ELOW is the the accompaniment edition for “The Monastery Hymnal” (1954), which was compiled, arranged, and edited by Achille P. Bragers. This hymnal is extremely rare! The book was sent to us by Father Mark Mazza, Pastor of a Catholic Church near San Francisco. Achille P. Bragers had quite a reputation for the Gregorian accompaniments he produced, as well as his 1934 Treatise on Gregorian Accompaniment (which can be downloaded at the Saint Lalande Library as a PDF file). Bragers studied at the Lemmens Institute in Belgium about 35 years before that Institute produced the final word on Gregorian accompaniment. Bragers later emigrated to the United States. He became a faculty member of the “Pius X School of Liturgical Music”—part of the Manhattanville College of the Sacred Heart (New York). Sadly, the Pius X school closed in 1969.
Bragers was born on 14 February 1887. On 15 February 1954, Francis Cardinal Spellman granted the IMPRIMATUR to his hymnal. It seemed appropriate, therefore, to release our scanned PDF during the month of February:
* PDF Download • 1954 MONASTERY HYMNAL (131 pages)
File Size = 162MB • Compiled, Arranged, and Edited by Achille P. Bragers.
The Hymnal By Bragers
It’s interesting to see what kind of items were included by Bragers, quite a famous church musician. For example, his hymnal is the only book I’ve ever seen to include the “Divine Praises” for Benediction of the Blessed Sacrament set to music—cf. Number 102. (The tune and harmonies were composed by Bragers.) Many of the pieces, such as the Ave Maria and the Salve Regina, include singable English translations as well as the Latin. The vernacular was becoming quite fashionable at that time. The hymnal by Bragers was published around the time the Korean War ended, about four years before “Leave It to Beaver” appeared on television and around the time Jackie Gleason’s popular Honeymooners was launched.
Although it’s of great historical interest, this 1954 hymnal by Bragers cannot compare to the Brébeuf hymnal. For one thing, the harmonies by Bragers are often flawed. Notice, for instance, the “hidden octaves” between outer voices, which is not allowed:
Unlike the Brébeuf hymnal, the attributions by Bragers are often faulty. For example, Bragers erroneously attributes the translation on page 30 (Stabat Mater) to Father Caswall. In fact, many stanzas don’t come from Caswall—they come from Aubrey Thomas de Vere (d. 1902), an Irish poet who converted to the Roman Catholic Church in 1851. (For a few years, Aubrey held a professorship under Saint John Henry Newman in the Catholic University of Dublin.) You can verify my assertion by reading this 2018 article, in which I revealed an astonishing chart containing eight different Roman Catholic translations of the Stabat Mater.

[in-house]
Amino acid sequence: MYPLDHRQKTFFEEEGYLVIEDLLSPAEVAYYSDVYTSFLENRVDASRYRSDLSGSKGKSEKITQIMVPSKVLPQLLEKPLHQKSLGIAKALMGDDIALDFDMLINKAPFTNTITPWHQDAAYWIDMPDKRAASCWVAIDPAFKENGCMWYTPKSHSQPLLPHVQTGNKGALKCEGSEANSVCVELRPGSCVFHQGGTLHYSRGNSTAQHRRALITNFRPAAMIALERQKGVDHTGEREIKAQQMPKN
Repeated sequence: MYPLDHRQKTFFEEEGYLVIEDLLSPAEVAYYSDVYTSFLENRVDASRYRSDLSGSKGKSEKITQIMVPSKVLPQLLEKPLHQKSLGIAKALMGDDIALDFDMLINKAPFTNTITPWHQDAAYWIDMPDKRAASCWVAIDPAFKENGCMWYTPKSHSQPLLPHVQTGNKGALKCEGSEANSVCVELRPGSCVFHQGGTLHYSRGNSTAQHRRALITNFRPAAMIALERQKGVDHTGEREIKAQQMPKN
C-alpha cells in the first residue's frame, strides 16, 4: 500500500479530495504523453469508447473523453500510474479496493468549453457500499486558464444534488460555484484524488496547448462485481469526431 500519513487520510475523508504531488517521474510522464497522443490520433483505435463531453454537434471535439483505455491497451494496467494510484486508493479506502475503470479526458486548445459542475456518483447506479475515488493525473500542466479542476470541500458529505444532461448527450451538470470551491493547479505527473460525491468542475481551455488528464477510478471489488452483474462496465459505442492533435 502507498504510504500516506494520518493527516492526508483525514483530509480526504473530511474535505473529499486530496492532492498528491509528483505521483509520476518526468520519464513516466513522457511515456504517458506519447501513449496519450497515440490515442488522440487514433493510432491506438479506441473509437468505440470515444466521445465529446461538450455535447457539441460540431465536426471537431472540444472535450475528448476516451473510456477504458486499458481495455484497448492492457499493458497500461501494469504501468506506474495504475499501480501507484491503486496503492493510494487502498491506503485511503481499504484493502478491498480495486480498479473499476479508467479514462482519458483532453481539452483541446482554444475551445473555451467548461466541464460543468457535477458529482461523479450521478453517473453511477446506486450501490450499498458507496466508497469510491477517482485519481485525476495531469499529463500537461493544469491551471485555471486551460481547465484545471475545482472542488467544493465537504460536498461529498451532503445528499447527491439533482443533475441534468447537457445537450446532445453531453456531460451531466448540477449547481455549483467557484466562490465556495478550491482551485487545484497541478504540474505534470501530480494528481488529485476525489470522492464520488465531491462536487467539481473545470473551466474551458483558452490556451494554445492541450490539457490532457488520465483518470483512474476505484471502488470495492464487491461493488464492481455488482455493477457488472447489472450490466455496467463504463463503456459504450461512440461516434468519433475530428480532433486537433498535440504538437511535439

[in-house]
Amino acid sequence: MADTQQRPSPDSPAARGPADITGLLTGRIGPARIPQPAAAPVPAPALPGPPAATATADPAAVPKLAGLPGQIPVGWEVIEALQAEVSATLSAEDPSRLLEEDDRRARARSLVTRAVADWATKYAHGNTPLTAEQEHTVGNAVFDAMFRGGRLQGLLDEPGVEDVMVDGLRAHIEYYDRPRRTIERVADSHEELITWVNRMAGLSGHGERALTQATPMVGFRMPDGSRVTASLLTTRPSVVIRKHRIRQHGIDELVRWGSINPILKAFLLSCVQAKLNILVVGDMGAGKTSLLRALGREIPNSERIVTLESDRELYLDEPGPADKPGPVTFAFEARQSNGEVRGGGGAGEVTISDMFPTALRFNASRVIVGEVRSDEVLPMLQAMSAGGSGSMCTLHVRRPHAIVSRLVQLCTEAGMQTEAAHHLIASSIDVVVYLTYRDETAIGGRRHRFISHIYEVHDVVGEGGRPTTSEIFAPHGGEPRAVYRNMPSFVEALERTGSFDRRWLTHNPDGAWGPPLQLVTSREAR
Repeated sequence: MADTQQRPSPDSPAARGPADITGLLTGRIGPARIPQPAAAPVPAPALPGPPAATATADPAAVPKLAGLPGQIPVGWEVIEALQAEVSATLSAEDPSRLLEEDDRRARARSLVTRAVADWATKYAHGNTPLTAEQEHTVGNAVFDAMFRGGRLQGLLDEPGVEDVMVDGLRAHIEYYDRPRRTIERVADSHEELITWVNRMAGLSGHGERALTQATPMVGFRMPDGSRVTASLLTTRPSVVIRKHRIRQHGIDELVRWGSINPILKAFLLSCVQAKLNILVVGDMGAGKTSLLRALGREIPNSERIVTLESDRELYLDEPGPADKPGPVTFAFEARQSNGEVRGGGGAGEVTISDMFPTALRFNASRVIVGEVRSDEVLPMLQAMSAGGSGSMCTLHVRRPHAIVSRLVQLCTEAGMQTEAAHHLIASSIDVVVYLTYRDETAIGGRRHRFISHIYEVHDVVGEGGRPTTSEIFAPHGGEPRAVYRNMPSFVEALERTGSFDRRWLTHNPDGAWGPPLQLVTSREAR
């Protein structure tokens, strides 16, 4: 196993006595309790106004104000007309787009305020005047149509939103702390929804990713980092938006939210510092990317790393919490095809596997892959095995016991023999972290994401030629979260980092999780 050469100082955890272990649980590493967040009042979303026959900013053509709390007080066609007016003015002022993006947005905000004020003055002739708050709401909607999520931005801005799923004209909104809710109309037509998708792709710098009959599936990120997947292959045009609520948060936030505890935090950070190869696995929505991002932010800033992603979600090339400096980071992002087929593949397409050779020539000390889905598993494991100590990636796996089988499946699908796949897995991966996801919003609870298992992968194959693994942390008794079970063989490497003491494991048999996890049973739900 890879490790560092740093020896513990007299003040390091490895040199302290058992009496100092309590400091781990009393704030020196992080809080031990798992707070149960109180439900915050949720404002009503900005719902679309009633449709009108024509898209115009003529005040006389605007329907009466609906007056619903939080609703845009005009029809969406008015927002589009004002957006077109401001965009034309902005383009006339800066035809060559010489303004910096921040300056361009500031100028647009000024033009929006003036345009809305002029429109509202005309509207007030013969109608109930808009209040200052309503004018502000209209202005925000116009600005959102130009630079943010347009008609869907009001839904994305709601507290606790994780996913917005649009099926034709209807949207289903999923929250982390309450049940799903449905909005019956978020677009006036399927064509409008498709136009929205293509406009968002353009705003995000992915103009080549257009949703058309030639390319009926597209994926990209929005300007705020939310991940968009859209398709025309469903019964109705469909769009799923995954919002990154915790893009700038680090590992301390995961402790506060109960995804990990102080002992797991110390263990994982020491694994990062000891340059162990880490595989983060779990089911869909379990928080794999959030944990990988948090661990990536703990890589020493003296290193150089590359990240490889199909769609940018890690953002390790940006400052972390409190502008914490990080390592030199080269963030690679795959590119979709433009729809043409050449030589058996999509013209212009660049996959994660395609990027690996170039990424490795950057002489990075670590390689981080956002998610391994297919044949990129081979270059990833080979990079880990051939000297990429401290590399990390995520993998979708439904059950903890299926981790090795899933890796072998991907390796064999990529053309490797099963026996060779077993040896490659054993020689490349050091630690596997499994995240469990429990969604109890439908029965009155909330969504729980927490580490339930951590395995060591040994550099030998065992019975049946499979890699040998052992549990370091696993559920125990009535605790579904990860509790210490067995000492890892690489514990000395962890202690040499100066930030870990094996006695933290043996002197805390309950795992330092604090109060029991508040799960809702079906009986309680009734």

Finally, Bragers often only includes 2-3 verses, whereas the Brébeuf hymnal always includes the complete hymn—for important reasons. An example would be pages 48-49, where Bragers only includes three verses of Salutis Humane Sator and deletes all the rest. The deletion of verses is a continuous problem throughout “The Monastery Hymnal.”
Bragers As Harmonist
Recently, I played the accompaniment to Sanctus IX and Agnus Dei IX by Bragers. I needed to do this because my singers for that day like accompaniments to be very low, and Bragers provided a “low key” for his KYRIALE. I found these accompaniments by Bragers to be really awful: unbearable. Therefore, I begged Andrew Hinkley to transpose Sanctus IX and Agnus Dei IX from the NOH to a lower key, and he kindly provided me with transposed scores. Speaking of Gregorian accompaniments, I did something very naughty the other day. I was accompanying Mass IV, and the “Kyrie Eleyson” from that Mass does not conform to modal theory, since it ends on A-Natural. For reasons I cannot explain, I added a Picardy Third…and you can hear my transgression in this live recording:
Perhaps the worst accompaniments ever written for the Editio Vaticana are by Max Springer. He was organist of the Royal Abbey of Emaus, a branch of the Beuron Archabbey, where Springer first studied. The Emaus monastery was established in 1347AD in Prague. (In 1906, Prague was still part of Austria.) Below are some examples of the accompaniments by Max Springer, which can be downloaded from the Lalande Library as a PDF document.
Max Springer must have been smoking crack cocaine when he composed his accompaniments, which completely distort the Gregorian modality and sound more like a Divertimento by Mozart:
The following harmonies by Springer—for Passion Sunday—are so wild and distracting, they make it extremely difficult to sing the melody!
The harmonies by Bragers are much nicer than those by his colleague, Max Springer, so perhaps I should not have criticized Bragers so harshly. I will conclude by saying that the beautiful Gregorian harmonies started with Jacques-Nicolas Lemmens and continued to develop through his successor, Edgar Tinel (who taught Bragers). More advances were made under Tinel’s successor, Aloys Desmet. Finally, perfection was reached with Desmet’s successor, Monsignor Jules Van Nuffel.